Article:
4. ^ "Papers of Edwin G. Burrows > ArchivesUM". Retrieved 2018-12-06.
  5. ^ a b c d e f Pope, Marvin H. (Spring 1981). "Millar Burrows, 1889–1980, In Memoriam". The Biblical Archaeologist. 44 (2): 116–121. doi:10.1086/BIBLARCH3209867. JSTOR 3209867. S2CID 166422683.
  6. ^ Current biography yearbook: Volume 17. H. W. Wilson Company. 1957. Millar Burrows was born in Ohio in the town of Wyoming (now a part of Cincinnati ) on October 26, 1889. He is one of the three sons of Edwin Jones and Katharine Douglas (Millar) Burrows. His father was a businessman.
  7. ^ a b c "From Martha Mitchell's Encyclopedia Brunoniana: Burrows, Millar". Brown University. 1993. Retrieved 16 November 2016.
  8. ^ American archaeology in the mideast Philip J. King – 1983 "... he acquired them for Hebrew University from an Armenian friend who was a dealer in antiquities.6 Millar Burrows Millar Burrows was internationally known and appreciated for his prompt editing of the Dead Sea manuscripts of Cave One, ..."
  9. ^ Obituary (subscription required) "On Burrow’s death, another Dead Sea Scroll scholar, David Noel Freedman of the University of Michigan, observed that “Burrows deserved a halo and a medal for publishing the great Isaiah Scroll within two years of its discovery.” Many manuscripts from the Dead Sea Scrolls are still unpublished after more than 30 years."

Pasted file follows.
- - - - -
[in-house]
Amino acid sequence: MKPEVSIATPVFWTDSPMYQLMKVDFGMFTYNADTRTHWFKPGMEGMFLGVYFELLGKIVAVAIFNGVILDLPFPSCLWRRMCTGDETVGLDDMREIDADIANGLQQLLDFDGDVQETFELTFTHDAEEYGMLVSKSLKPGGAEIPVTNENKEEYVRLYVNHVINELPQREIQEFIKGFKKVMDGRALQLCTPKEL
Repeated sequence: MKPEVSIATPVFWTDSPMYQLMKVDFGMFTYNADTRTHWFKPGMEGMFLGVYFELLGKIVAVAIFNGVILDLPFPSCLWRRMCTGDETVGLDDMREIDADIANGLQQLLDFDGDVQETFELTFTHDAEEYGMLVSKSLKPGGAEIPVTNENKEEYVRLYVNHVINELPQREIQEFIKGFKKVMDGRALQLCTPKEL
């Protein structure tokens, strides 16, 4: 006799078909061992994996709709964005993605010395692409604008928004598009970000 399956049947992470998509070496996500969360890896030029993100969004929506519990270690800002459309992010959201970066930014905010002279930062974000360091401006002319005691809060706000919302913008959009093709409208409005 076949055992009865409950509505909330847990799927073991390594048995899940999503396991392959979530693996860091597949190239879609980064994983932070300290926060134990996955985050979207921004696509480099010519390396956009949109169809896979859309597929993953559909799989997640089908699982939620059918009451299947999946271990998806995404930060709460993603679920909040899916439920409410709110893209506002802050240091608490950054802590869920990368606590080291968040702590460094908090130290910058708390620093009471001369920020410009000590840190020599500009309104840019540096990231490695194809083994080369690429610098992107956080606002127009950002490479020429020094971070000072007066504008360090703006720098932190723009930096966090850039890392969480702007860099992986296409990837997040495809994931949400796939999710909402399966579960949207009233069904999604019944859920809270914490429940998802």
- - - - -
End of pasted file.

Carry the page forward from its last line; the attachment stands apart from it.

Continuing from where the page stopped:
10. ^ Solving the mysteries of the Dead Sea Scrolls: new light on the Bible – p. 20 Edward M. Cook – 1994 "Millar Burrows was not himself an archaeologist, but a specialist in the Old Testament. He had, however, a happy talent for communicating the results of modern research in language understandable to the public."
  11. ^ Old Testament textual criticism: a practical introduction – p. 89 Ellis R. Brotzman – 1994 " The first, initially called Manual of Discipline by Millar Burrows, was found on two different scroll portions (separated prior to discovery).8 This scroll, now designated as 1QS, preserves 11 columns of text on a scroll 6.5 feet long ..."
  12. ^ Secrets of the Dead Sea scrolls – p. 42 Randall Price – 1996 "Trever was serving as interim director of the school while Director Millar Burrows was away in Baghdad, and made the decision to view the Scrolls in the director's absence. Upon seeing the Scrolls, especially the Great Isaiah Scroll, ..."
  13. ^ A social and religious history of the Jews: Volume 1 Salo Wittmayer Baron – 1952 "Millar Burrows was right in early pointing out "the remarkable fact that there is nothing [in it] which can be called a major addition or omission, comparable to the additions and omissions to be found in the Septuagint, for example."
  14. ^ Perspectives on war in the Bible – p. 3 John A. Wood – 1998 "Millar Burrows was correct when he observed years ago that the Bible is concerned with three subjects: religion, agriculture, and war. In noting the now-lost "Book of the Wars of Yahweh" mentioned in Numbers 21:14, Burrows goes so far ..."